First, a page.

SparkPlug Rehearsal Diary: Week 1
by Assistant Director, Hannah Calascione
We’ve had an unusual first week for a few reasons. I don’t expect to experience one like it again on any other project.
On the first day, we hit the ground running. Our lead (and only) performer, David Judge, has not only written the play but it’s about the first ten years his life, so he already knows the characters intimately. Hannah Tyrrell-Pinder, our director and dramaturg, has developed this play closely with David and seen it grow from a poem into the complicated and beautiful play that it is now. Katie, our designer, has had the set built already and most of the team have seen it. It is soon to join us in rehearsal so we can play about. So none of the opening formalities of a first day apply. Here we go.
That said, there’s plenty of work to do, but we are just starting from a new place; now we can build the living world together in a room for 3 weeks. Without much need for introductions we read through the play, meaning we all sat back and listened to David’s amazing voice for an hour or so. It being his story, David already had such a sense of ownership over the words. He springs to life with an engagement and animation you only have when you are telling a great anecdote or heading down memory lane. The play is complete with nostalgic music and warped memories.
When we started working we could go straight into piecing together the biographies of the characters from a place of detail, as most of these characters exist in real life as well as on the page. We discussed where we drew the line between David’s own childhood, and the life of the play, a permeable line which keeps changing and growing the more resources we bring in to the room.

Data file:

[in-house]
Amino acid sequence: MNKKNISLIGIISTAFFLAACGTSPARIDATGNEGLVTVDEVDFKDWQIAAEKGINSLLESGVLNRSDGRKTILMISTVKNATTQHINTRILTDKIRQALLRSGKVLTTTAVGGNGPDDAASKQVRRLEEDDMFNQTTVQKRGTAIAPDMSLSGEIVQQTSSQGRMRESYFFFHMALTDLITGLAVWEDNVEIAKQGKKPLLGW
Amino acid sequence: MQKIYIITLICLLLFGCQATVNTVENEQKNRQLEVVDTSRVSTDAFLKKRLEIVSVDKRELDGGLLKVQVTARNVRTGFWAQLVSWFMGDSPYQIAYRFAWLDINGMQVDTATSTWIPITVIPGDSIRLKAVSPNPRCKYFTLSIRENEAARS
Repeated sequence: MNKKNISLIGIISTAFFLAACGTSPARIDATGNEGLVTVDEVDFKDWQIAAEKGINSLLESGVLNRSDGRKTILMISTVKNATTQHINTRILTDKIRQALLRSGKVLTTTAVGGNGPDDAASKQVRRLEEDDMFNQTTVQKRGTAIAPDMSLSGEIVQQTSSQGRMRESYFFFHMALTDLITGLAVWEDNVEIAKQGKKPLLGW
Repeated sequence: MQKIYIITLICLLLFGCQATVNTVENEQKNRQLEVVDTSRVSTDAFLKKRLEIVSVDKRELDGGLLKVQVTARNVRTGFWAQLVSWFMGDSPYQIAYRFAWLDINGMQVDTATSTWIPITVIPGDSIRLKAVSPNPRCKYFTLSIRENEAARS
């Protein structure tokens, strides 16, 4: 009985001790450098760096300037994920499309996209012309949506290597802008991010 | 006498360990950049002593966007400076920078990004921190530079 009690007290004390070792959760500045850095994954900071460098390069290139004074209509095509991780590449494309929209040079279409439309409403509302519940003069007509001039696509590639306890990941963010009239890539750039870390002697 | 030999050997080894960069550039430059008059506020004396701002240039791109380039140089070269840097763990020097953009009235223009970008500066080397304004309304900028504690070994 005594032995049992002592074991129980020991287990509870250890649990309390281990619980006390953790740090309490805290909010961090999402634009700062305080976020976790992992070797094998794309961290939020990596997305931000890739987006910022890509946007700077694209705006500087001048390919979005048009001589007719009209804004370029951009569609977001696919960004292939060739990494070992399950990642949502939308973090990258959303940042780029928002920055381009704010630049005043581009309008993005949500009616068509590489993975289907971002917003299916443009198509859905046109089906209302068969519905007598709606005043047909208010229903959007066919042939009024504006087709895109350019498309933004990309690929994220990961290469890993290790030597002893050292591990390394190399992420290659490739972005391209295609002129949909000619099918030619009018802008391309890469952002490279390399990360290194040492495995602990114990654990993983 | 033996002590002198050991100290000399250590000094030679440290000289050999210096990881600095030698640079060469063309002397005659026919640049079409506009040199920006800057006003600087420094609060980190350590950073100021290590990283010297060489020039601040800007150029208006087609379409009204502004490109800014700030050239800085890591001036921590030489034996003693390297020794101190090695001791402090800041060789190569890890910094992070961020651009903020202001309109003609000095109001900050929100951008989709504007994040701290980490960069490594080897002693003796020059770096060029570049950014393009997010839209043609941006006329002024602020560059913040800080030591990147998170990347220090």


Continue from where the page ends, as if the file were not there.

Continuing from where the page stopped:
We started by putting together two timelines: a socio-political one, and one for Dave’s life, as the play jumps around in time quite a bit. The first was fascinating, we asked questions about the Irish community in Wythenshawe, as well as the Jamaican one in Moss Side. From the Hospital to the Reno Club, what was it like in Manchester in the 80s? Where was Dave and little David during Italia ’90? The race riots, Thatcherism, Man U games and the IRA all featured, as well as the opening of the Hacienda and the development of Princess Parkway. We also discussed the changing trends of social services and their policies around trans-racial adoption; the macro politics of UK race relations rub against to the micro world of David’s individual experience of being mixed race with a single white Dad for much of his life.
Music is a huge storytelling device for us, as well as clearly evocative for David’s memories, and Hannah’s — both alive and well in the 80s (which I was not..). The music is bouncy and romantic. In fact, as I write this blog in the rehearsal room, Hannah and David are playing UB40 and singing along. David now turns it to bassy Shabba Ranks and our little lunch time party turns into a conversation about cultural differences between white Wythenshawe and black Moss Side for Dave, and the different forms of performed masculinity they bring.
We have had a host of other resources. On Tuesday, after poring over old family photographs and piecing together Dave’s timeline in the play, we fill out the picture by inviting David’s cousin into the rehearsal room to help us with some of David’s broken memories. The stories flow, and our partial world is given new creative energy.
I can’t wait to press forward, into getting these characters solidly on their feet, and getting in our set to play with. What a luxury!